Still think com­pa­nies aren’t min­ing your data? GM has al­ready done it.

Com­pany con­firms pro­gram of mon­i­tor­ing drivers’ ra­dio se­lec­tions for ad­ver­tis­ing data, but it’s cer­tainly not alone in watch­ing our habits


My son is car shop­ping, and he wants noth­ing to do with new cars. In fact, he’d like one about 15 years old. Why? He wants none of the track­ing, telem­at­ics or high-tech wiz­ardry em­bed­ded in newer cars.

Is he para­noid? Nope. He de­signs soft­ware. What he knows should make all of us pay far more at­ten­tion to how much in­for­ma­tion our ve­hi­cles are sharing, and stop be­ing daz­zled by in­fo­tain­ment sys­tems and other tech­nolo­gies that ef­fec­tively take your bed­room door off the hinges.

I think it’s too late, ac­tu­ally. And as long as the art of in­for­ma­tion gath­er­ing con­tin­ues to be pro­moted as some­thing good and op­tional (“just ad­just your set­tings”), we will con­tinue to run to­ward shiny things while we sur­ren­der ev­ery last ves­tige of per­sonal pri­vacy.

GM re­cently an­nounced a pi­lot pro­gram that had 90,000 drivers in the Los An­ge­les and Chicago ar­eas opt in to have their ra­dio se­lec­tions mon­i­tored. The auto man­u­fac­turer made no bones about why. GM “wants to make money from un­der­stand­ing its drivers’ car ra­dio-lis­ten­ing habits.” I give them points for be­ing di­rect. I still wouldn’t sign up.

As re­ported last week in the Detroit Free Press, “In a three-month test, GM used in-car Wi-Fi to track the habits of some of its drivers in hopes of see­ing whether there is a re­la­tion­ship be­tween what drivers lis­ten to and what they buy.” They track what you lis­ten to and where you go in an ef­fort to tai­lor ad­ver­tis­ing. Ob­vi­ously, ad­ver­tis­ers will pay might­ily to tar­get ex­ist­ing or po­ten­tial cus­tomers, and the whole project is bank­ing on how sug­gestible we are.

Dr. Ann Cavoukian, a Dis­tin­guished Ex­pert-in-Res­i­dence at Ry­er­son Univer­sity and one of the world’s lead­ing pri­vacy ex­perts, says, “You have to ask so many ques­tions about this type of in­for­ma­tion gath­er­ing, and de­ter­mine what is ac­tu­ally hap­pen­ing to your in­for­ma­tion.”

As with the GM pro­gram, many prom­ise to anonymize and ag­gre­gate your in­for­ma­tion: make it uniden­ti­fi­able and part of a huge trove. Cavoukian stresses the need for par­tic­i­pants to truly opt in, by ex­press­ing pos­i­tive con­sent, but also ques­tions how many peo­ple read the fine print to see how their in­for­ma­tion will ac­tu­ally be used. “De-iden­ti­fy­ing in­for­ma­tion can be done poorly, or it can be done well,” she says. “Ask your­self what the ben­e­fit is to you, to give up this in­for­ma­tion.” Un­til se­cu­rity and pri­vacy is em­bed­ded in this tech, you re­ally have no sure way of know­ing what will be done with your in­for­ma­tion, now or in the fu­ture. Hav­ing your per­sonal in­for­ma­tion fly­ing around may be, at worst, an­noy­ing — you could be bom­barded by ad­ver­tise­ments — but my col­laps­ing faith in the world leads me to more sin­is­ter imag­in­ings.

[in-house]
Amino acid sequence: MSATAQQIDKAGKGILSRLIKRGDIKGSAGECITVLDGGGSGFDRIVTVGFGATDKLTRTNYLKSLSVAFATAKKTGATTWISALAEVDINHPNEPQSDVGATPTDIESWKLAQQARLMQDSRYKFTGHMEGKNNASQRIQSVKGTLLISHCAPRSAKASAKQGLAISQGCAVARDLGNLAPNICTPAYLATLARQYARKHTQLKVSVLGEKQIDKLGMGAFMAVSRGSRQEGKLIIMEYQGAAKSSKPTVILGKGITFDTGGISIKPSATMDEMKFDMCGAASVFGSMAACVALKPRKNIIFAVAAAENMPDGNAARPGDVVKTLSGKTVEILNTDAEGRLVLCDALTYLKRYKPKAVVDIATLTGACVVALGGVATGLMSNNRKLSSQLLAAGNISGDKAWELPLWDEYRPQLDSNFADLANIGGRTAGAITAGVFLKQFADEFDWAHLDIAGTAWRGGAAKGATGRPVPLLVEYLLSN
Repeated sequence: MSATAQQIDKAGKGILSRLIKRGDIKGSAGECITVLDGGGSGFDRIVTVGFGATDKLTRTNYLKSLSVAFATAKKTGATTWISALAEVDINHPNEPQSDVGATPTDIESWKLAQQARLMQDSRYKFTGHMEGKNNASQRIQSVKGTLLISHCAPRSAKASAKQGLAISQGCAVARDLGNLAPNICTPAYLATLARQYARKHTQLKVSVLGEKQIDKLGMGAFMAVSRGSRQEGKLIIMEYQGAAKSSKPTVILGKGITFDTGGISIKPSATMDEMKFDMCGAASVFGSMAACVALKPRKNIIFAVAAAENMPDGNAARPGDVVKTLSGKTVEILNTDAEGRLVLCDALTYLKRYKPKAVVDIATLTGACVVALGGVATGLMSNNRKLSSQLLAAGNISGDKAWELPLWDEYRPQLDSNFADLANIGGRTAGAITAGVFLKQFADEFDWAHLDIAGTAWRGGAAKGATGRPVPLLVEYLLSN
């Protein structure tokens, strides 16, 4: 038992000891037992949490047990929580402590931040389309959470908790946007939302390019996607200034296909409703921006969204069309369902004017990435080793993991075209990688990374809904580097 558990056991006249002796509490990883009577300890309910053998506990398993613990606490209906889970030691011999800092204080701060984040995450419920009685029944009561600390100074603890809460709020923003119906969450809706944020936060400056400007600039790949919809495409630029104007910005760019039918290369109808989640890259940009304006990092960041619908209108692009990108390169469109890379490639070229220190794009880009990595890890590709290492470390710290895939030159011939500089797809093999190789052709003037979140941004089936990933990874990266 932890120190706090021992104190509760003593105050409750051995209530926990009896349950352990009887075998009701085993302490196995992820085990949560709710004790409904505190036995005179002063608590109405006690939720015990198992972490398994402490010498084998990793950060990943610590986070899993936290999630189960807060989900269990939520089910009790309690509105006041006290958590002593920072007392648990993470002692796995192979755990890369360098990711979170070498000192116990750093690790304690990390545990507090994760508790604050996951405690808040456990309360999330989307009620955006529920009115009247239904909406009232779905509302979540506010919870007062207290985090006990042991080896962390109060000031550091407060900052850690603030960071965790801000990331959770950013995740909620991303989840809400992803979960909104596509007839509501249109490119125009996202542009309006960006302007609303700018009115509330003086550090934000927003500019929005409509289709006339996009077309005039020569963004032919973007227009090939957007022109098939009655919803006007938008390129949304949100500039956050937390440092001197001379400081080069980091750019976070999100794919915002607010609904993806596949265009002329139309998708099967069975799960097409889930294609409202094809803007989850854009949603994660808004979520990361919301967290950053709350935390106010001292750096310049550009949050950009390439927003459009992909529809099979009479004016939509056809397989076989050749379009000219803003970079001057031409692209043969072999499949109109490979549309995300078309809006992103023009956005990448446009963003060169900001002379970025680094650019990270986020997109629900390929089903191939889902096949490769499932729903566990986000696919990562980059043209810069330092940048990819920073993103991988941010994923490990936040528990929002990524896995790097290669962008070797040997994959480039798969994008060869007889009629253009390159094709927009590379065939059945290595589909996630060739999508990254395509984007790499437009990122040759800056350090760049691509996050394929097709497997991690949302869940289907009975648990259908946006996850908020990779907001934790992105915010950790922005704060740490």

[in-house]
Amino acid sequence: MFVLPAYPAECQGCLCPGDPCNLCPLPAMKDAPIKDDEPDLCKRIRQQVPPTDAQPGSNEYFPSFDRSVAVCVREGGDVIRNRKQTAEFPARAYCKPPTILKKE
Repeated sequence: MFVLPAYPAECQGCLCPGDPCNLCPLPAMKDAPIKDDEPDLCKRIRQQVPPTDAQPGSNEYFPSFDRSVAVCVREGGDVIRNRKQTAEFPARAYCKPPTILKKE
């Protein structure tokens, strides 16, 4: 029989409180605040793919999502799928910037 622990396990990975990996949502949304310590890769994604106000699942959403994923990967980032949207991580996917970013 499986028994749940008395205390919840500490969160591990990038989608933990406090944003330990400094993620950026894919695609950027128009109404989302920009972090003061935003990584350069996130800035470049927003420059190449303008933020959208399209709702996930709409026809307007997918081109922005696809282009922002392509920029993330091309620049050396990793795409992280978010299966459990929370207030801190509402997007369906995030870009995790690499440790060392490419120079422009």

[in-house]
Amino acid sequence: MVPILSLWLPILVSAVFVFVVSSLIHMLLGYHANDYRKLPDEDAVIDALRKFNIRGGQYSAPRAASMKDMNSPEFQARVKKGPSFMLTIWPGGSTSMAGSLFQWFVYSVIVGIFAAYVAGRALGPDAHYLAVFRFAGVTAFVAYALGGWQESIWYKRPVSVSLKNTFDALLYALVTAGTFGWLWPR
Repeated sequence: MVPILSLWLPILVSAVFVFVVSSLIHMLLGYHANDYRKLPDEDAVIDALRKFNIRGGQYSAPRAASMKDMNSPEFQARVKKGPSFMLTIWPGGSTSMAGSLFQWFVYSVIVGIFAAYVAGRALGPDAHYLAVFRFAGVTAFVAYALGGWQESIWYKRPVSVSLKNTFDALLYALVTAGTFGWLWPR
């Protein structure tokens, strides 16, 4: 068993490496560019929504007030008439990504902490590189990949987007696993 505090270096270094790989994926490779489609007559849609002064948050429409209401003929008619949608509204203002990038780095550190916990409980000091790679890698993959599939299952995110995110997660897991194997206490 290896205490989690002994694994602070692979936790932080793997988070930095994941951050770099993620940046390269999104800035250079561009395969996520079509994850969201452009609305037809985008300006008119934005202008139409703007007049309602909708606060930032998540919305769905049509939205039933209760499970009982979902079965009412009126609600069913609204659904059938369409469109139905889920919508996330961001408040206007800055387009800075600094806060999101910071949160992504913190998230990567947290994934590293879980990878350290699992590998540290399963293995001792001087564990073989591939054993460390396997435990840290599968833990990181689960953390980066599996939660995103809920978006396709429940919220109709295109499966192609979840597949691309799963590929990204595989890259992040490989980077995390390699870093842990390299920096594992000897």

The ben­e­fit to gath­er­ers is easy to see: they sell it. Worst (or best) ex­am­ple of this is Face­book, a com­pany that ba­si­cally sits on your lap watch­ing every­thing you type, knows every­thing you pur­chase, how you vote and who your fam­ily is. While this might pass the test of “what the ben­e­fit is” — I get to be so­cial and witty and post cat pic­tures — I re­main un­cer­tain why a car man­u­fac­turer know­ing if I lis­ten to rock­a­billy or rap ben­e­fits me.

When early talks of fully au­ton­o­mous cars started in earnest, a tech ex­pert with a car man­u­fac­turer sur­prised me with just how far ahead they were look­ing. We’ve all heard that full au­ton­omy will be safer, and get rid of traf­fic jams, and change the le­gal and in­surance worlds; he ac­knowl­edged those fac­tors, but was equally in­ter­ested in the ad­ver­tis­ing po­ten­tial. Ap­par­ently, with drivers hav­ing noth­ing to do, the plan is for ads to be pro­jected on ev­ery avail­able sur­face. We will be driv­ing in­side of bill­boards, with nav­i­ga­tion sys­tems of­fer­ing up burg­ers and hard­ware and sheet sets from the ad­ver­tis­ers who pay to be there.

Fol­low Cavoukian’s ad­vice: be re­quired to ex­press pos­i­tive con­sent to opt in to hav­ing your data har­vested, read the terms of ser­vice be­fore you give that con­sent, de­ter­mine and trust what will be done with in­for­ma­tion that is gath­ered, and fi­nally, un­der­stand what ben­e­fit you will de­rive. It may be hu­mor­ous to hear of per­sonal tech as­sis­tants like Google’s Alexa ac­ci­den­tally send­ing out per­sonal con­ver­sa­tions, but in­stead of chuck­ling, we should be tak­ing note.

A decade ago, the in­surance in­dus­try be­gan pro­mot­ing squeal boxes — sorry, telem­at­ics — that could track how you drove and thereby of­fer you, per­haps, a bet­ter in­surance rate. I was told they would not use the in­for­ma­tion to pe­nal­ize bad drivers, only re­ward good ones. I didn’t be­lieve it then, and I still don’t. Any en­tity los­ing money in one area will make it up in an­other.

I thought peo­ple were in­sane to trade their pri­vacy for so lit­tle money. But what I thought never mat­tered; ev­ery car has the equiv­a­lent built in now, so the whole con­cept of elec­tive buy-in on ve­hi­cle telem­at­ics is a moot point. What was very re­cently an ex­per­i­ment, a pi­lot project, is now out of your hands.

As Cavoukian says, “Trust, but ver­ify. Look un­der the hood.”


Car com­pa­nies are look­ing for ways to mine your driv­ing data.

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